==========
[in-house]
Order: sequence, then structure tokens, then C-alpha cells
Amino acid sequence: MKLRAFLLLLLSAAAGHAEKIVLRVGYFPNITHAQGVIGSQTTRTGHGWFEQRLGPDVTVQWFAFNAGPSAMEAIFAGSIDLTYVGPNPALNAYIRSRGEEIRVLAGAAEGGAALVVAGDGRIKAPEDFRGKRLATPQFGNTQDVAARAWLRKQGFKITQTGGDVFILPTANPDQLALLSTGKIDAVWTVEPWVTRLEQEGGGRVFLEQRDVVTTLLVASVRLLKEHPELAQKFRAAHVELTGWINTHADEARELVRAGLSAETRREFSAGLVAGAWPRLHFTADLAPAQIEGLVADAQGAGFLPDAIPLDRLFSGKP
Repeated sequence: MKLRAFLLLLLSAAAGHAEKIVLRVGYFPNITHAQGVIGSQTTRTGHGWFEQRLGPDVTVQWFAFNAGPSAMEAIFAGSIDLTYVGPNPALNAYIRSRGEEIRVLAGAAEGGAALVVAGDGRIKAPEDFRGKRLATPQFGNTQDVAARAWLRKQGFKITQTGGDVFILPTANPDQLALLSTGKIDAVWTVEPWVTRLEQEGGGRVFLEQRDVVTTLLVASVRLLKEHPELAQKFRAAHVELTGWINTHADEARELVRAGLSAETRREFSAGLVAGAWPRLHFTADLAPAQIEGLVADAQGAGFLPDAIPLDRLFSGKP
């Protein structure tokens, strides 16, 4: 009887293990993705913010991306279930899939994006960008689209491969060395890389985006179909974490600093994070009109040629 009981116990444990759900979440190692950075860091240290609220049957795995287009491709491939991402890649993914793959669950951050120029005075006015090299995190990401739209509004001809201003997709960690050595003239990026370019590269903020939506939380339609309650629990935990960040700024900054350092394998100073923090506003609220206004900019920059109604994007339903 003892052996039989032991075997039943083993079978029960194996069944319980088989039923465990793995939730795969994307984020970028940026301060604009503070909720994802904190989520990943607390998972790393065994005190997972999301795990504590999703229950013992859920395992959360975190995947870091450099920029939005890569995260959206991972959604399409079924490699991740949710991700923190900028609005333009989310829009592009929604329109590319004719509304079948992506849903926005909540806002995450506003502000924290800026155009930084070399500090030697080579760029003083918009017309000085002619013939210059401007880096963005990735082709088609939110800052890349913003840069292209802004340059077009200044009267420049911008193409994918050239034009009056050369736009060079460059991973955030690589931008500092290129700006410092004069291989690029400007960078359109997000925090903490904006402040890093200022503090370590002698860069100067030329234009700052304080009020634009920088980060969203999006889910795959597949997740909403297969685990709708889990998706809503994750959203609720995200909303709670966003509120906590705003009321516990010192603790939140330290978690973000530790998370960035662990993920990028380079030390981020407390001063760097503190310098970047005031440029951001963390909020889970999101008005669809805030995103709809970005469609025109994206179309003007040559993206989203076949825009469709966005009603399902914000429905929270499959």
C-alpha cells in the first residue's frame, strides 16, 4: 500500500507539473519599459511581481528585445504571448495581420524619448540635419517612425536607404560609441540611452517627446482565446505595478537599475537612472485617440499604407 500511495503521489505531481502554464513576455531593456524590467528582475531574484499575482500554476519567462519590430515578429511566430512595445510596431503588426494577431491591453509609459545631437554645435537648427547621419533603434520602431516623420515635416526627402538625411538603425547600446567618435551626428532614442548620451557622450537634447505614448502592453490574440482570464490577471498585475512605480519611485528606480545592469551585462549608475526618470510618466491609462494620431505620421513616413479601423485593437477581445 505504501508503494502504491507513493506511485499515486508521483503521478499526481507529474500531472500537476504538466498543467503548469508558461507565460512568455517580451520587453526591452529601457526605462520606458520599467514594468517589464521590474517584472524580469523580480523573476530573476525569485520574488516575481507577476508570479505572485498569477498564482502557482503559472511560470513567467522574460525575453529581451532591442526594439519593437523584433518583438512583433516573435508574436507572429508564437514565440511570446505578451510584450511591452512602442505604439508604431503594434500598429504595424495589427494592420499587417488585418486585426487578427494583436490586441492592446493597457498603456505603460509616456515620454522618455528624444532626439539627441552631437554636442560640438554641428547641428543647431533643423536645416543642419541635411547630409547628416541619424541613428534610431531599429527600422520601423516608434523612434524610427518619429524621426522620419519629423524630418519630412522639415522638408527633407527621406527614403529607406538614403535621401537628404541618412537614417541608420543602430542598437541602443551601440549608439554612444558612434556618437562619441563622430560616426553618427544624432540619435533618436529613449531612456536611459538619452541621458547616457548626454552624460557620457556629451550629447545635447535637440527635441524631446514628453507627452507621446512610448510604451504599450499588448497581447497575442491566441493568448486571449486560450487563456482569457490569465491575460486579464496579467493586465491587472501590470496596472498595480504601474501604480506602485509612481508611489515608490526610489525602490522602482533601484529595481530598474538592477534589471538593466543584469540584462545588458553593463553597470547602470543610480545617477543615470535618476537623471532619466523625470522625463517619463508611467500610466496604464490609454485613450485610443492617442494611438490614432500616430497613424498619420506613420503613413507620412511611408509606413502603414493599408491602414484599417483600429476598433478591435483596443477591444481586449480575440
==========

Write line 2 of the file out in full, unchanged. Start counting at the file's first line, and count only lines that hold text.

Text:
Order: sequence, then structure tokens, then C-alpha cells